The city has grown to be one of Europe's most important research and innovation centers, with each fifth inhabitant working directly in these domains. The population of the city of Grenoble was 160,215 at the 2013 census, while the population of the Grenoble metropolitan area was 664,832; the residents of the city are called "Grenoblois". The many suburb communes that make up the rest of the metropolitan area include three with populations exceeding 20,000: Saint-Martin-d'Hères, Échirolles, Fontaine. For the ecclesiastical history, see Bishopric of Grenoble; the first references to what is now Grenoble date back to 43 BC. Cularo was at that time a small Gallic village of the Allobroges tribe, near a bridge across the Isère. Three centuries and with insecurity rising in the late Roman empire, a strong wall was built around the small town in 286 AD; the Emperor Gratian visited Cularo and, touched by the people's welcome, made the village a Roman city. In honour of this, Cularo was renamed Gratianopolis in 381.
Christianity spread to the region during the 4th century, the diocese of Grenoble was founded in 377 AD. From that time on, the bishops exercised significant political power over the city; until the French Revolution, they styled themselves the "bishops and princes of Grenoble". After the collapse of the Roman Empire, the city was part of the first Burgundian kingdom in the 5th century and the second Burgundian Kingdom of Arles until 1032, when it was integrated into the Holy Roman Empire. Arletian rule was interrupted between 970 due to Arab rule based in Fraxinet. Grenoble grew in the 11th century when the Counts of Albon chose the city as the capital of their territories. At the time, their possessions were a patchwork of several territories sprawled across the region; the central position of Grenoble allowed the Counts to strengthen their authority. When they took the title of "Dauphins", Grenoble became the capital of the State of Dauphiné. Despite their status, the Counts had to share authority over the city with the Bishop of Grenoble.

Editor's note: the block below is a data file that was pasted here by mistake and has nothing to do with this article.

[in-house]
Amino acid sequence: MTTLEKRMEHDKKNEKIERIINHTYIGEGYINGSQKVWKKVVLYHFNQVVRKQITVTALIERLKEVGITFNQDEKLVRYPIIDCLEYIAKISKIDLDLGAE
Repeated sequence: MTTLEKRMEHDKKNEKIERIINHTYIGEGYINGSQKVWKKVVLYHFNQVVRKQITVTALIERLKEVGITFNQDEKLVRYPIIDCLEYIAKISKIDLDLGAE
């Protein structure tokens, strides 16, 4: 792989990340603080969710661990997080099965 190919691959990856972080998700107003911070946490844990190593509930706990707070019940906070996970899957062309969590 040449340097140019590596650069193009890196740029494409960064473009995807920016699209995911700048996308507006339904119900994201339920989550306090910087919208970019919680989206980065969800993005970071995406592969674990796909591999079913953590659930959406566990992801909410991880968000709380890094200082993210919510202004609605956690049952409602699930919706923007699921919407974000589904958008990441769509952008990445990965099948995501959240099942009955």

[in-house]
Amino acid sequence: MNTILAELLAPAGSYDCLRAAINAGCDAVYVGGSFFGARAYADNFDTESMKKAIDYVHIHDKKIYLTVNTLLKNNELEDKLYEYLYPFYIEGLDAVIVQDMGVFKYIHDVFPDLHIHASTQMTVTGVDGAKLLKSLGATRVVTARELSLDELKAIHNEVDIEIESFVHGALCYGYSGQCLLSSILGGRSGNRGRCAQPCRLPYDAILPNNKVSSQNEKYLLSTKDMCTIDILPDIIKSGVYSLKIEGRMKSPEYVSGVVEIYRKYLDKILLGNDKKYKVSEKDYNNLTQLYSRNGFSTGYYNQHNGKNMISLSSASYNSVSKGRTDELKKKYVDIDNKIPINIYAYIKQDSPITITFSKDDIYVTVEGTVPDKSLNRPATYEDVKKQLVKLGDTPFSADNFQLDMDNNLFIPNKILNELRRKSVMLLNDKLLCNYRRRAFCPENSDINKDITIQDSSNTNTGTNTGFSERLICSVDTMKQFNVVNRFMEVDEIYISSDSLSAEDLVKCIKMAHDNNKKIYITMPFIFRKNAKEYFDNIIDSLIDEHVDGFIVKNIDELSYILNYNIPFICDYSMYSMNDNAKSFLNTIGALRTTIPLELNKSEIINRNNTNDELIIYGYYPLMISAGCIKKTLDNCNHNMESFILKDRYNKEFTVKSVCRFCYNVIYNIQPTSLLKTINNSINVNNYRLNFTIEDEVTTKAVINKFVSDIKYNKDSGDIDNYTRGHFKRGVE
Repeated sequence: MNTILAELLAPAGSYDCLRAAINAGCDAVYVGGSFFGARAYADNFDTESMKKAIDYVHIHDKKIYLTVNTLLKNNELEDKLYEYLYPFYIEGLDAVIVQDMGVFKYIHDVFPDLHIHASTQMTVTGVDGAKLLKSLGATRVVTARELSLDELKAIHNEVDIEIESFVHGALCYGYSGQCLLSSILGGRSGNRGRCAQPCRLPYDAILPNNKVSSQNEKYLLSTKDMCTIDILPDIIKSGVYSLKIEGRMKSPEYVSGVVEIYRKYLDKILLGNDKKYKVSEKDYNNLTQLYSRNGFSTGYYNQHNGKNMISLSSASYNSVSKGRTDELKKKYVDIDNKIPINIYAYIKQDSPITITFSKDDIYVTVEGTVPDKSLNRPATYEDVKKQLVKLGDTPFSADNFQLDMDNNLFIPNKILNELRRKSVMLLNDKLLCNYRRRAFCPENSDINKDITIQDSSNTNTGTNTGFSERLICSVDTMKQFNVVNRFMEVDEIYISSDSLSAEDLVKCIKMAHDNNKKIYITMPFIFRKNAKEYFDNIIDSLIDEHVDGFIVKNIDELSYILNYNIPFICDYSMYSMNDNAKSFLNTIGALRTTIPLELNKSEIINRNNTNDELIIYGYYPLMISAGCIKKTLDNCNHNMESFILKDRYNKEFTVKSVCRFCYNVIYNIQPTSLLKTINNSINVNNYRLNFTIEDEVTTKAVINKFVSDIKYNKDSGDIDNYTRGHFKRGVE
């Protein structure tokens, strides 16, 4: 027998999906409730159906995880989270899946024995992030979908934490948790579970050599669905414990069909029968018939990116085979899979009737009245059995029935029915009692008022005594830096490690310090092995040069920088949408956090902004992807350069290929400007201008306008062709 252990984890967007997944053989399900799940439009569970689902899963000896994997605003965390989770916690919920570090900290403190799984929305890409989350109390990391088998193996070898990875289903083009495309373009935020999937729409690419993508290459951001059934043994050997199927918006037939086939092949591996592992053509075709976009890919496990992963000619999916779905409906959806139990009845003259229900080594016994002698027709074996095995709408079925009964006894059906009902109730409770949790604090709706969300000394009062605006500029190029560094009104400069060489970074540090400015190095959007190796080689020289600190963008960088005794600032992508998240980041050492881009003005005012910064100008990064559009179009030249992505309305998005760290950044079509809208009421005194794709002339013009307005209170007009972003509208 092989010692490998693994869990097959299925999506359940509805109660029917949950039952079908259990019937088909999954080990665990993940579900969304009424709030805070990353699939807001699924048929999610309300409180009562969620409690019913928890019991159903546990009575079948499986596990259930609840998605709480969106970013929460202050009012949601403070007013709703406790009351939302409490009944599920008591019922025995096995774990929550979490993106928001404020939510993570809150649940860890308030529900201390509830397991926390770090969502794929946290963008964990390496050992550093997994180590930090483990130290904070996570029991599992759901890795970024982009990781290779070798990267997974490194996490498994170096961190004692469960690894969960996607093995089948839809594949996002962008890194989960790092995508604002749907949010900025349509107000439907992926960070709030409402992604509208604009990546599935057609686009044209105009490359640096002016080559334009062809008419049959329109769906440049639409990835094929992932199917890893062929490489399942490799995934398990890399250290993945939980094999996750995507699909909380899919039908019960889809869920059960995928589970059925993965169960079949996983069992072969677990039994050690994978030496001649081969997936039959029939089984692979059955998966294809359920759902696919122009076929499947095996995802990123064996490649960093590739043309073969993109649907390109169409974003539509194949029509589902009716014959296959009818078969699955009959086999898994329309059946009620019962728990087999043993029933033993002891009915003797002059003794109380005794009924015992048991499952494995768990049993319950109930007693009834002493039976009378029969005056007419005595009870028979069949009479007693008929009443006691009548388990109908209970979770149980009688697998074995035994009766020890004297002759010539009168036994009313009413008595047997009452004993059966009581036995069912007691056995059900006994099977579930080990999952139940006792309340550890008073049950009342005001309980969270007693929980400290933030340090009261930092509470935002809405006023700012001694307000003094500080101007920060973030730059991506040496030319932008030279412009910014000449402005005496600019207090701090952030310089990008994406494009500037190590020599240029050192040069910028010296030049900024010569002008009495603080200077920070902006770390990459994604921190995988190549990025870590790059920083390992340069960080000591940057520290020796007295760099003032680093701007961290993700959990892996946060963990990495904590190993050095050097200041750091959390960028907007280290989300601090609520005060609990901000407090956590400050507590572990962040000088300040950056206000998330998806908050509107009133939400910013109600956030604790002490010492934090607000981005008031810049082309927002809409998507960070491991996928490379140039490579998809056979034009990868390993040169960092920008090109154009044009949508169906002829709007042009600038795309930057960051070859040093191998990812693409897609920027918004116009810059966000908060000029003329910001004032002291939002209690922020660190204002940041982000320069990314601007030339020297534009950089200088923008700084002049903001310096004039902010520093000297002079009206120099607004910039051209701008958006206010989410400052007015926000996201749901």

One of the most famous of those was Saint Hugh. Under his rule, the city's bridge was rebuilt, a regular and leper hospital were built; the inhabitants of Grenoble took advantage of the conflicts between the Counts and the bishops and obtained the recognition of a Charter of Customs that guaranteed their rights. That charter was confirmed by Kings Louis XI in 1447 and Francis I in 1541. In 1336 the last Dauphin Humbert II founded a court of justice, the Conseil delphinal, which settled at Grenoble in 1340, he established the University of Grenoble in 1339. Without an heir, Humbert sold his state to France in 1349, on the condition that the heir to the French crown used the title of Dauphin; the first one, the future Charles V, spent nine months in Grenoble. The city remained the capital of the Dauphiné, henceforth a province of France, the Estates of Dauphiné were created; the only Dauphin who governed his province was the future Louis XI, whose "reign" lasted from 1447 to 1456. It was only under his rule.